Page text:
Two years ago, very few people had heard of blockchain and even just 12 months ago, those that had heard of it just associated it with cryptocurrency. Whilst the popularity of cryptocurrency waxes and wanes with each month that passes, blockchain has emerged as what is potentially the most disruptive digital innovation since the birth of the internet.

For those that don’t know, blockchain is a digital ledger on which any kind of transaction (financial or data related) can be recorded chronologically, publicly, and in a totally immutable way before being share securely. One of the most attractive features of the blockchain is the fact that it is immutable and offers superior levels of efficiency, transparency, and trust in information sharing.

But how is blockchain going to change the way we do things in 2019? Experts from finance, business, and governmental institutions believe that blockchain will impact every area of business from operations to accounting, and according to some, the revolution is already underway. Here are just 5 areas that blockchain is set to disrupt beyond all recognition.

1.    Accounting

The field of accounting is one that is known for being traditional, and in some ways, old fashioned, particularly when it comes to embracing new technologies. Blockchain however, stands to not only turn the industry on its head, but to benefit all involved stakeholders. Blockchain can be used to record transactions in an immutable way, to manage complex tax matters, and to communicate time-sensitive information to business operations all over the world. Imagine a way to record every single transaction that a company makes, from all branches, in one centralised location in real time Then imagine that once inputted, an entry cannot be deleted or modified in any way- this is one of the biggest advantages for the accounting industry.

2.    Human Resources

Over the next seven years, the global HR industry is expected to be worth over EUR 30 billion but by adding blockchain into the equation, businesses can save a fortune whilst increasing efficiency. Whilst it may be known as ‘human’ resources, a lot of technology goes into planning, hiring, firing, and managing employees but the system can be significantly simplified via embracing new technologies. We already have Universities recording degree results on the blockchain, so imagine a time when an individuals entire working history and certifications can be relied upon completely, because they are available through digital ledger technology? This will significant reduce the risk of receiving inaccurate data about a candidate or existing employee, thus decreasing the risk of making bad HR decisions.

3.    Marketing and Advertising

Did you know that in 2019, advertisers are expected to lose around EUR 21 billion in fraudulent activities? A figure that is expected to surpass EUR 50 billion by 2022. By using blockchain, issues surrounding ‘click fraud’ can be negated and advertisers and businesses can be reassured that their adverts are reaching who they are supposed to.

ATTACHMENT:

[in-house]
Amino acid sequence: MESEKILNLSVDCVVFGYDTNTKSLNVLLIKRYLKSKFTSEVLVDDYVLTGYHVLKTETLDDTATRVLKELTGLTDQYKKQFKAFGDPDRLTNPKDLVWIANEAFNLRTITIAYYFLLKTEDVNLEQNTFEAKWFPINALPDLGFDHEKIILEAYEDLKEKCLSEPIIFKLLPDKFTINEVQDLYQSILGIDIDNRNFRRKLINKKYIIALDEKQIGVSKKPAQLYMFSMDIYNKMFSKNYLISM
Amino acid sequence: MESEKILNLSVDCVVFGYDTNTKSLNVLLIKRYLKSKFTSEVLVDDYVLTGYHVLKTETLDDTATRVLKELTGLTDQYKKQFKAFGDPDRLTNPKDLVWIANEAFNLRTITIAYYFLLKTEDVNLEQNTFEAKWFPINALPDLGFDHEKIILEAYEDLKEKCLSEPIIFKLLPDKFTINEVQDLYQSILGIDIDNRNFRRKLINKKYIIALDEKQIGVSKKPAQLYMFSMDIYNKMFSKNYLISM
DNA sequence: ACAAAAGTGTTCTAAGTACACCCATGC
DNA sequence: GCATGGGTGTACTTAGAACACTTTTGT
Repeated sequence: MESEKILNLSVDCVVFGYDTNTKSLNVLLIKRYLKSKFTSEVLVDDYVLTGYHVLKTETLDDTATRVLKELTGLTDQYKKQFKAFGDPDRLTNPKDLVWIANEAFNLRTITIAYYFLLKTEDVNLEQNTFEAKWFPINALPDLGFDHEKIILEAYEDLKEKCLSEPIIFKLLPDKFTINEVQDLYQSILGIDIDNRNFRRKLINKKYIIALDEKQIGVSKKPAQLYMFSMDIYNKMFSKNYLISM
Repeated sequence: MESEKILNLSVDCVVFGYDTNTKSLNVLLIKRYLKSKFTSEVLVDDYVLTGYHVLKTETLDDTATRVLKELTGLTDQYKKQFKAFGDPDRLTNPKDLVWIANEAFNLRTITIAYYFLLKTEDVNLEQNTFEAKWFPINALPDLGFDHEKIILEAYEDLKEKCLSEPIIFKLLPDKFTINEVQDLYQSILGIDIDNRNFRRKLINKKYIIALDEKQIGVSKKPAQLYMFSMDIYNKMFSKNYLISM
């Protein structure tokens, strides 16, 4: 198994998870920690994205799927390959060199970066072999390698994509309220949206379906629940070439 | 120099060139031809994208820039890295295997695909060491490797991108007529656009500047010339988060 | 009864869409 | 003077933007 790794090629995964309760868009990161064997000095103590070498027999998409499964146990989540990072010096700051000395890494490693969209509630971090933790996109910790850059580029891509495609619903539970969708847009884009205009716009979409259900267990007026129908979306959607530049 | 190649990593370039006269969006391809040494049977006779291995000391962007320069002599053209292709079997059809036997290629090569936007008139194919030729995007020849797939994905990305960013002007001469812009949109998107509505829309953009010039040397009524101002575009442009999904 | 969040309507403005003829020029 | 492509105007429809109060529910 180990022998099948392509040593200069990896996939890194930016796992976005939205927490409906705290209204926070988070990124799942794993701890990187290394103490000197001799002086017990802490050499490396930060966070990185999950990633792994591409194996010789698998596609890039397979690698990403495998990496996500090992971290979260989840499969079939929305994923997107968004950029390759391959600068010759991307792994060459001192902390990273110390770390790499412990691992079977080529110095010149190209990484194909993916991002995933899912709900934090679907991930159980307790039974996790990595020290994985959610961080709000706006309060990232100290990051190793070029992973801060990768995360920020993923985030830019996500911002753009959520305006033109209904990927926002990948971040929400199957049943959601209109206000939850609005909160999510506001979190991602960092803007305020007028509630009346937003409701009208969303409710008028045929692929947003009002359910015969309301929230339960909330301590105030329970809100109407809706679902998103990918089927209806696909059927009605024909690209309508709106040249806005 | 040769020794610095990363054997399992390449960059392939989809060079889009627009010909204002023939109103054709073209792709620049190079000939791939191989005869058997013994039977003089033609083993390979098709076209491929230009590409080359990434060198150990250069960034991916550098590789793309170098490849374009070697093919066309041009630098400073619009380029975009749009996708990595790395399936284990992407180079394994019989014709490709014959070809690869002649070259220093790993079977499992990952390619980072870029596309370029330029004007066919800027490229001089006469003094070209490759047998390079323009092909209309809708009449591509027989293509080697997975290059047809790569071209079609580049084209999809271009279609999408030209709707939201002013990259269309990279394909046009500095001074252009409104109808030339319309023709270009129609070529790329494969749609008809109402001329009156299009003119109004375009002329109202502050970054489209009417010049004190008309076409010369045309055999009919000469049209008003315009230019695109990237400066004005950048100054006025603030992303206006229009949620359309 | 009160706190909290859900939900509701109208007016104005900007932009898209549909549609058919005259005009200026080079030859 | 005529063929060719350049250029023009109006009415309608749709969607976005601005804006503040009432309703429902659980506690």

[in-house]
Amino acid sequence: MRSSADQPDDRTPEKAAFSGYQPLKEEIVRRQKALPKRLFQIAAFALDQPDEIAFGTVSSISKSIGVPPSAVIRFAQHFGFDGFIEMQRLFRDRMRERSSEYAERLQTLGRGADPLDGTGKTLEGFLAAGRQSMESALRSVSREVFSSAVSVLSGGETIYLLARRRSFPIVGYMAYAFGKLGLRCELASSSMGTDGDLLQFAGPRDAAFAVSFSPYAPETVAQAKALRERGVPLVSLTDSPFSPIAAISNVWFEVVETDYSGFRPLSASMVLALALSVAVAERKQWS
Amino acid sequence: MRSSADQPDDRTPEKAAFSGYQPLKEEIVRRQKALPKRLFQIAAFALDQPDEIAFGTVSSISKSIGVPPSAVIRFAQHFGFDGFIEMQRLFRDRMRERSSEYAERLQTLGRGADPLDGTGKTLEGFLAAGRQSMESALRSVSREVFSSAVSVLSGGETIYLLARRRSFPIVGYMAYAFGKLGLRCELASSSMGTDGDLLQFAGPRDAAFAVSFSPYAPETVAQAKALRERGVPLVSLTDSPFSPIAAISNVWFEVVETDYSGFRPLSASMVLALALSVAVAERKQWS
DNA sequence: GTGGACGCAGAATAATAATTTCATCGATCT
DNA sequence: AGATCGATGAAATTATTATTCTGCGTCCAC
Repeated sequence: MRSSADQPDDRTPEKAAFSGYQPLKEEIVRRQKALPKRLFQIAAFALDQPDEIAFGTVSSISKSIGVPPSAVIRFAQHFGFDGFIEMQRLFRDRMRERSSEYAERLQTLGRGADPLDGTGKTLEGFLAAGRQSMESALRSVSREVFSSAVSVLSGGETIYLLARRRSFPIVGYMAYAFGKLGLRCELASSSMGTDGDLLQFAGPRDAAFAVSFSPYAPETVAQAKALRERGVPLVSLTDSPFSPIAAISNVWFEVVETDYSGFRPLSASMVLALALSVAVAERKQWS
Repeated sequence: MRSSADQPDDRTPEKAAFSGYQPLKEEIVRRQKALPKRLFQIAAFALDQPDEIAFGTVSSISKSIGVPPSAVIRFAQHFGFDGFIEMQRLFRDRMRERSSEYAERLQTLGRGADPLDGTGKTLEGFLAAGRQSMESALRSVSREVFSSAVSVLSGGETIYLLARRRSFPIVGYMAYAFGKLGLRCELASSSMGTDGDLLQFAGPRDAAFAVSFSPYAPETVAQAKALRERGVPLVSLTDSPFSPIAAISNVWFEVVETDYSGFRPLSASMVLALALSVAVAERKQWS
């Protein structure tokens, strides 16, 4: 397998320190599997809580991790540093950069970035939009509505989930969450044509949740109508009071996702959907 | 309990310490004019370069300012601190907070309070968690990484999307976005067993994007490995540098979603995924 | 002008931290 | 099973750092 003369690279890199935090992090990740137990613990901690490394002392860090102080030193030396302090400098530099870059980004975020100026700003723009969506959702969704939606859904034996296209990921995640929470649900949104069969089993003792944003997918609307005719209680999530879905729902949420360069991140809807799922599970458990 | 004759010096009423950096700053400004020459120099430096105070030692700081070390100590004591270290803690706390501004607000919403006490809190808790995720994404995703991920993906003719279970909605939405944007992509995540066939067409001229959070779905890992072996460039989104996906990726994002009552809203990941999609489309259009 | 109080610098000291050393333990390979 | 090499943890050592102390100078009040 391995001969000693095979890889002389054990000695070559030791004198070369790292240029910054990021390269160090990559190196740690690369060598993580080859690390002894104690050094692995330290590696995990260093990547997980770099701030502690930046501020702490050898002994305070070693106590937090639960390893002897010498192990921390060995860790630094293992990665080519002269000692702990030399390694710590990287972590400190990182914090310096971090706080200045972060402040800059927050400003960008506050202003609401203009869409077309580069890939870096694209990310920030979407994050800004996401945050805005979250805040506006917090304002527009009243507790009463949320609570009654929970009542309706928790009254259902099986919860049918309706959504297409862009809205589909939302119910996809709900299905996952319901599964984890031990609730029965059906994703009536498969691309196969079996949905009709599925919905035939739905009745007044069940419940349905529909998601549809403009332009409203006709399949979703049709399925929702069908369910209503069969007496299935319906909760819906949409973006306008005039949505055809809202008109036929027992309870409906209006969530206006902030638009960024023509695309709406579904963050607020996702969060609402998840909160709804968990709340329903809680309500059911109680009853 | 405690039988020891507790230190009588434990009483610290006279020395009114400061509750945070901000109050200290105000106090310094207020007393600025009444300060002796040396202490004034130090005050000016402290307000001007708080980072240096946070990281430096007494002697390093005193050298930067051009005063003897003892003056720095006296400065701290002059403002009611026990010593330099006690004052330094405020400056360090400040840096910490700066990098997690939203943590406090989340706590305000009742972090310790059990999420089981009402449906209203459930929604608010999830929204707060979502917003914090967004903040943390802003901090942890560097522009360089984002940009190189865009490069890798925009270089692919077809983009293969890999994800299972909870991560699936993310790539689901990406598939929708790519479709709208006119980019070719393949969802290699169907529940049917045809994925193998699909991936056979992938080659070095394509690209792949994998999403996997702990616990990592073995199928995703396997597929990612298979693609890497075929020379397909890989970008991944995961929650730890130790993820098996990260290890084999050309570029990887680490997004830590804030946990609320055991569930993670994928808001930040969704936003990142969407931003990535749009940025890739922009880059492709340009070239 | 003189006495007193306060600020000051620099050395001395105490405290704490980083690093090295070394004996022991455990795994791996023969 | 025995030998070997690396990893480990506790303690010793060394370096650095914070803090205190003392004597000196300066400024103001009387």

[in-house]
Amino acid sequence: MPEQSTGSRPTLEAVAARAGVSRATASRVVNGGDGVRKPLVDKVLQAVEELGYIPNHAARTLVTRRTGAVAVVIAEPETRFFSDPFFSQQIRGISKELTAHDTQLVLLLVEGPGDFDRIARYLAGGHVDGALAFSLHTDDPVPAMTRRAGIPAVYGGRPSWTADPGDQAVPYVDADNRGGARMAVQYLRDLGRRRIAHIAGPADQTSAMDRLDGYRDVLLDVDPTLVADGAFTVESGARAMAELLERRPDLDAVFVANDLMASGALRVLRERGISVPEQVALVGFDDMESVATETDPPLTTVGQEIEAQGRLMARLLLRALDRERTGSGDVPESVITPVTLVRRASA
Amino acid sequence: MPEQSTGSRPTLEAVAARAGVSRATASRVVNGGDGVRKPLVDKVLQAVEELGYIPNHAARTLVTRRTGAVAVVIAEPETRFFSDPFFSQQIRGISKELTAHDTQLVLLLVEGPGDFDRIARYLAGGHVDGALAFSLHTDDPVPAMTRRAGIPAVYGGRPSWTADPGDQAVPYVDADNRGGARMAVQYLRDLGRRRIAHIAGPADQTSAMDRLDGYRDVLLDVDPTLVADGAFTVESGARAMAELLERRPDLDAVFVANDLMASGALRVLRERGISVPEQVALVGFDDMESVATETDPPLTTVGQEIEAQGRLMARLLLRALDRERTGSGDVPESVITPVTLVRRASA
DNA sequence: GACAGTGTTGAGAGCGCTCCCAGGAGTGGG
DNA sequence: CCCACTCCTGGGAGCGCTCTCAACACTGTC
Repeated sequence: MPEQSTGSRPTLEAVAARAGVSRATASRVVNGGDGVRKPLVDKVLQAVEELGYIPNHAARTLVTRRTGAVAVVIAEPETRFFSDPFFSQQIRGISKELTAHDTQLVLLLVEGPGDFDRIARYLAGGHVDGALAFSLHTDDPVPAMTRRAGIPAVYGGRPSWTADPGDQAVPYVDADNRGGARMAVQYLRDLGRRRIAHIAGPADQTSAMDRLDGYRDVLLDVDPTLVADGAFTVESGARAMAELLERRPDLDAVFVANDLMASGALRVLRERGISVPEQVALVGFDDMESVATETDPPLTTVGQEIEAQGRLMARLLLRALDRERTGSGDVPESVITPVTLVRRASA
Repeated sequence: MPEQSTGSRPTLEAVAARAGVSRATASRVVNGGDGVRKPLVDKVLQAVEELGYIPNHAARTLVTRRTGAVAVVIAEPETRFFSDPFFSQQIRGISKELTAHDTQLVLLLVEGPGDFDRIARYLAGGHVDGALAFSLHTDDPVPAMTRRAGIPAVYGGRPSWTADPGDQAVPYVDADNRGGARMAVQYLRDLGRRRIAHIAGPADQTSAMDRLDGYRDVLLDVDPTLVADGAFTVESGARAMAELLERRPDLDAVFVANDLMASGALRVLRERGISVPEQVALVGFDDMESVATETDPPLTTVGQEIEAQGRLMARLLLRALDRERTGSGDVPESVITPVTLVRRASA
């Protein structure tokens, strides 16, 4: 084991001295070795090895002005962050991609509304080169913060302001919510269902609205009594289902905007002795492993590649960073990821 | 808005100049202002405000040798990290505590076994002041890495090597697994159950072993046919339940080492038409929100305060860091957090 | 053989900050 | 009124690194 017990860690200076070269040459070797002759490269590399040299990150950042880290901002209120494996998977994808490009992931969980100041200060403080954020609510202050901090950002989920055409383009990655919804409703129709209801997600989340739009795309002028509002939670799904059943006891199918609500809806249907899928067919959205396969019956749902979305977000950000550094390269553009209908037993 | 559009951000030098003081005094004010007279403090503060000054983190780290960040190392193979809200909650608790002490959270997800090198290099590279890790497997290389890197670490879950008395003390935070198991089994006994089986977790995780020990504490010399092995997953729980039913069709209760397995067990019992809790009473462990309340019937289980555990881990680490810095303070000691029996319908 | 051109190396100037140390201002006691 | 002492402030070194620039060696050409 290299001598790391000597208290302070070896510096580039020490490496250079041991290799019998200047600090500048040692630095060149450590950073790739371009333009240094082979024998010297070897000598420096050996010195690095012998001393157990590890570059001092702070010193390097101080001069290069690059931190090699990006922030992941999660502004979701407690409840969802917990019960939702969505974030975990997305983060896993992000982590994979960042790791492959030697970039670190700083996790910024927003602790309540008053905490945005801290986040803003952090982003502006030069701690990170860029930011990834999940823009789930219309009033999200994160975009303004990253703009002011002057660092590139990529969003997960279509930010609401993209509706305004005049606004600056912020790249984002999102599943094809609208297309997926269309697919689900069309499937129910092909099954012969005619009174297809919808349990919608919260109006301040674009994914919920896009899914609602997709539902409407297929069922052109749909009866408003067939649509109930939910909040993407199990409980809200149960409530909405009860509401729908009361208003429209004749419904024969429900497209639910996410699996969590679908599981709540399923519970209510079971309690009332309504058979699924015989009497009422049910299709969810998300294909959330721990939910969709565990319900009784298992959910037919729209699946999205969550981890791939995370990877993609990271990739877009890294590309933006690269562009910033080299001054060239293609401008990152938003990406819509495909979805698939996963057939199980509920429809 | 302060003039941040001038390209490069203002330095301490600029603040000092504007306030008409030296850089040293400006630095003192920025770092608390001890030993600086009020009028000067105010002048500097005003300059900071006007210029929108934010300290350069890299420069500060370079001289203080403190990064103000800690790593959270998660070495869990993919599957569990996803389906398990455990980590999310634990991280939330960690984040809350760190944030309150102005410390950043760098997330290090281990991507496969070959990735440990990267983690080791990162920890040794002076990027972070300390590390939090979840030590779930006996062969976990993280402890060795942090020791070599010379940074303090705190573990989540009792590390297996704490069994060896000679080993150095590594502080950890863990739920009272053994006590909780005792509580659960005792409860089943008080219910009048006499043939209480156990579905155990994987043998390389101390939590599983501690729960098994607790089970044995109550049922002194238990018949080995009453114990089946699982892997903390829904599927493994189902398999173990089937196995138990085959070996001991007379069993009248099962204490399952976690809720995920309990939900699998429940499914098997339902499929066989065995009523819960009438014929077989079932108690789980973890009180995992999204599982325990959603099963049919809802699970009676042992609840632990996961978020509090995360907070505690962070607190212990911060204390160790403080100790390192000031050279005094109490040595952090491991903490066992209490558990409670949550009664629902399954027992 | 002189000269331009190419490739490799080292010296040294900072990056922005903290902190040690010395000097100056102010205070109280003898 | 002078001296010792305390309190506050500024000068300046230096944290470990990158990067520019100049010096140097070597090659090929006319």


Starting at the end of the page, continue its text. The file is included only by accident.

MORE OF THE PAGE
4.    Real Estate

Buying or selling a property is notoriously a time consuming, laborious, and complex process that involves the timely input of a number of individuals. Lawyers, the buyer, the seller, banks, accountants, surveyors; these are just some of the individuals that can be involved in the process at any given time. Each individual has to submit documents, give their signature, and complete steps in the process- all of which are susceptible to human error and even fraud. By using smart contracts to self execute actions based on the completion of other previous steps, the process can be managed digitally and without the need for human supervision. This will significantly increase the efficiency of real estate process whilst reducing fees for everyone involved.

5.    Banking

In an increasingly globalised world, the need to make instant, cross-border transactions is increasing exponentially. When done through traditional banking methods, these transactions can come with delays and hefty fees, neither of which are conducive to efficient business activities. But with blockchain, financial transactions in cryptocurrency or even fiat currency can be executed instantly with little to no cost. There is no need to have to take note of IBAN numbers, Swift Codes and the like- instead the sender just needs to send the designated amount to the recipients digital wallet address- transfers can be made in real time with none of the obstacles we have become accustomed to in traditional banking.

Interested in exploring Fintech, including Blockchain potentials?

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